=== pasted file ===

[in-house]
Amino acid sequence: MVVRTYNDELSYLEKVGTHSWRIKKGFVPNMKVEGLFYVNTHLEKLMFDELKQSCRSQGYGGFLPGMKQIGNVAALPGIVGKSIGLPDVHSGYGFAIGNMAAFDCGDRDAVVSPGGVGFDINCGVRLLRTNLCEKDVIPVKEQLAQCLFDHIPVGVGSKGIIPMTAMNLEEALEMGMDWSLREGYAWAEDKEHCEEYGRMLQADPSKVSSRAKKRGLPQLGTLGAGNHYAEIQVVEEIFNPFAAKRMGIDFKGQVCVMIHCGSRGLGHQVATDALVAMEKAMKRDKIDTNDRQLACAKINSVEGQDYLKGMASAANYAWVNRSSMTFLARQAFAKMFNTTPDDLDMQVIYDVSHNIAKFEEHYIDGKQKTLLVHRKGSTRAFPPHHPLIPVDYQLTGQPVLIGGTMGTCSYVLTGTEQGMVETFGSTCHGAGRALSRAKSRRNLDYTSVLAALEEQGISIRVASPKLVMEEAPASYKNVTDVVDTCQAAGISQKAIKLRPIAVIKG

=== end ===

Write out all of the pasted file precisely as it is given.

[in-house]
Amino acid sequence: MVVRTYNDELSYLEKVGTHSWRIKKGFVPNMKVEGLFYVNTHLEKLMFDELKQSCRSQGYGGFLPGMKQIGNVAALPGIVGKSIGLPDVHSGYGFAIGNMAAFDCGDRDAVVSPGGVGFDINCGVRLLRTNLCEKDVIPVKEQLAQCLFDHIPVGVGSKGIIPMTAMNLEEALEMGMDWSLREGYAWAEDKEHCEEYGRMLQADPSKVSSRAKKRGLPQLGTLGAGNHYAEIQVVEEIFNPFAAKRMGIDFKGQVCVMIHCGSRGLGHQVATDALVAMEKAMKRDKIDTNDRQLACAKINSVEGQDYLKGMASAANYAWVNRSSMTFLARQAFAKMFNTTPDDLDMQVIYDVSHNIAKFEEHYIDGKQKTLLVHRKGSTRAFPPHHPLIPVDYQLTGQPVLIGGTMGTCSYVLTGTEQGMVETFGSTCHGAGRALSRAKSRRNLDYTSVLAALEEQGISIRVASPKLVMEEAPASYKNVTDVVDTCQAAGISQKAIKLRPIAVIKG